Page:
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Executive functioning differences between adults with attention deficit hyperactivity disorder and autistic spectrum disorder in initiation, planning and strategy formation

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Executive functioning differences between adults with attention deficit hyperactivity disorder and autistic spectrum disorder in initiation, planning and strategy formation. / Bramham, Jessica; Ambery, Fiona; Young, Susan; Morris, Robin; Russell, Ailsa; Xenitidis, Kiriakos; Asherson, Philip; Murphy, Declan.

In: Autism, Vol. 13, No. 3, 2009, p. 245 - 264.

Research output: Contribution to journalArticle

Harvard

Bramham, J, Ambery, F, Young, S, Morris, R, Russell, A, Xenitidis, K, Asherson, P & Murphy, D 2009, 'Executive functioning differences between adults with attention deficit hyperactivity disorder and autistic spectrum disorder in initiation, planning and strategy formation', Autism, vol. 13, no. 3, pp. 245 - 264. https://doi.org/10.1177/1362361309103790

APA

Bramham, J., Ambery, F., Young, S., Morris, R., Russell, A., Xenitidis, K., ... Murphy, D. (2009). Executive functioning differences between adults with attention deficit hyperactivity disorder and autistic spectrum disorder in initiation, planning and strategy formation. Autism, 13(3), 245 - 264. https://doi.org/10.1177/1362361309103790

Vancouver

Bramham J, Ambery F, Young S, Morris R, Russell A, Xenitidis K et al. Executive functioning differences between adults with attention deficit hyperactivity disorder and autistic spectrum disorder in initiation, planning and strategy formation. Autism. 2009;13(3):245 - 264. https://doi.org/10.1177/1362361309103790

Author

Bramham, Jessica ; Ambery, Fiona ; Young, Susan ; Morris, Robin ; Russell, Ailsa ; Xenitidis, Kiriakos ; Asherson, Philip ; Murphy, Declan. / Executive functioning differences between adults with attention deficit hyperactivity disorder and autistic spectrum disorder in initiation, planning and strategy formation. In: Autism. 2009 ; Vol. 13, No. 3. pp. 245 - 264.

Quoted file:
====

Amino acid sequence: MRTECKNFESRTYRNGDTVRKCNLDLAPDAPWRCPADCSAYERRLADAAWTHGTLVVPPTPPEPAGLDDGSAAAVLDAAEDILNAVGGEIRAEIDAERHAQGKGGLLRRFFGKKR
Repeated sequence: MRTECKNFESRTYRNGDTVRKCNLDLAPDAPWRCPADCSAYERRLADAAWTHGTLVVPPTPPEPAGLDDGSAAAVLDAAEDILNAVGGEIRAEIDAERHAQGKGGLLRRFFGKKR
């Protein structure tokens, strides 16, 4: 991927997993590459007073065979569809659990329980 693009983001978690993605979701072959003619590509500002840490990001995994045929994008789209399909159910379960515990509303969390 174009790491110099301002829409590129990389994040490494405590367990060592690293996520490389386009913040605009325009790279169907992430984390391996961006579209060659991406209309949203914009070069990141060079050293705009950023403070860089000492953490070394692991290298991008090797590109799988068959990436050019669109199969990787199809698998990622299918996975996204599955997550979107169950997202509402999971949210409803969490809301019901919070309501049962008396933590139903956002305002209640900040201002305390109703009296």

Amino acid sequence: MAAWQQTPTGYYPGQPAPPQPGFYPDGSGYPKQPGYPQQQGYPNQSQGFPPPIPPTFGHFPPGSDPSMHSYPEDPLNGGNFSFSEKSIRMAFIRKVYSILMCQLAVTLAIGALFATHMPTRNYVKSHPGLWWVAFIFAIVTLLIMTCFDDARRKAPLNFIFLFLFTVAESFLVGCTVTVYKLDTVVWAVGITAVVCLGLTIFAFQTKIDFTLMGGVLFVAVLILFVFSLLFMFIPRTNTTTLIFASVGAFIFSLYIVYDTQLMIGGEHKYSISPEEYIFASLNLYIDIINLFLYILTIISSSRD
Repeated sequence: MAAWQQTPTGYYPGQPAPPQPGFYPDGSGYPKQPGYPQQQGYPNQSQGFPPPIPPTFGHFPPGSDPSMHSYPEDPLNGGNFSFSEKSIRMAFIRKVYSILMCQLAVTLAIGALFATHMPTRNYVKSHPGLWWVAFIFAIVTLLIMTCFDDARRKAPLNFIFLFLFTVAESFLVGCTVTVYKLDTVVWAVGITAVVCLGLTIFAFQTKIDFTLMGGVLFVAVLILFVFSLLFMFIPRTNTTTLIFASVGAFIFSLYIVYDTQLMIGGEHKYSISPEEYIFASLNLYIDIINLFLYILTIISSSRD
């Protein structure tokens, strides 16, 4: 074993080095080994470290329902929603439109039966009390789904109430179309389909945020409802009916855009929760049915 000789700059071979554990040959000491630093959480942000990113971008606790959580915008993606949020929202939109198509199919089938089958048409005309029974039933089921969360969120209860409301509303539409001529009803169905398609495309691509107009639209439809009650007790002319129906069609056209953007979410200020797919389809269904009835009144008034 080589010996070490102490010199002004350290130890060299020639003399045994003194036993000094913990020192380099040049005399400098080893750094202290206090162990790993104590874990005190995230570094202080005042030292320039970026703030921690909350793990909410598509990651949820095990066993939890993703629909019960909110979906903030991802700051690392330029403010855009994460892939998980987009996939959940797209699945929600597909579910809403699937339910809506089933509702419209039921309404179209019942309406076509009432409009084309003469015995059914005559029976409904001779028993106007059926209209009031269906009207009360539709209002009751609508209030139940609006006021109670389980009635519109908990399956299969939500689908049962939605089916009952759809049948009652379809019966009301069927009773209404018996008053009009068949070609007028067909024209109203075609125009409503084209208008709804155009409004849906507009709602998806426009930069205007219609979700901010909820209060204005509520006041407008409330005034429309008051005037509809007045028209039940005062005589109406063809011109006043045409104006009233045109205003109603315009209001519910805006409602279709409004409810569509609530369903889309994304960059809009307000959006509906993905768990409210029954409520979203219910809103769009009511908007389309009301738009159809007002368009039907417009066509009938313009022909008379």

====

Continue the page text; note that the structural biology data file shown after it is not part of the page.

Bibtex Download

@article{6475461056fd4e80b3e961632f66e04c,
title = "Executive functioning differences between adults with attention deficit hyperactivity disorder and autistic spectrum disorder in initiation, planning and strategy formation",
abstract = "Executive functioning deficits characterize the neuropsychological profiles of the childhood neurodevelopmental disorders of attention deficit hyperactivity disorder (ADHD) and autistic spectrum disorder (ASD). This study sought to determine whether similar impairments exist in adults with ADHD (N = 53) and ASD (N = 45) in comparison with a healthy control group (N = 31), whether the two disorders can be distinguished on the basis of their executive functioning features, and whether these impairments are related to symptom severity. Both clinical groups were found to exhibit executive functioning deficits. The ADHD group had difficulty withholding a response, with relative preservation of initiation and planning abilities. In contrast, the ASD group exhibited significant impairments in initiation, planning and strategy formation. The specific executive functioning deficits were related to severity of response inhibition impairments in ADHD and stereotyped, repetitive behaviours in ASD. These findings suggest the pattern of executive functioning deficits follows a consistent trajectory into adulthood.",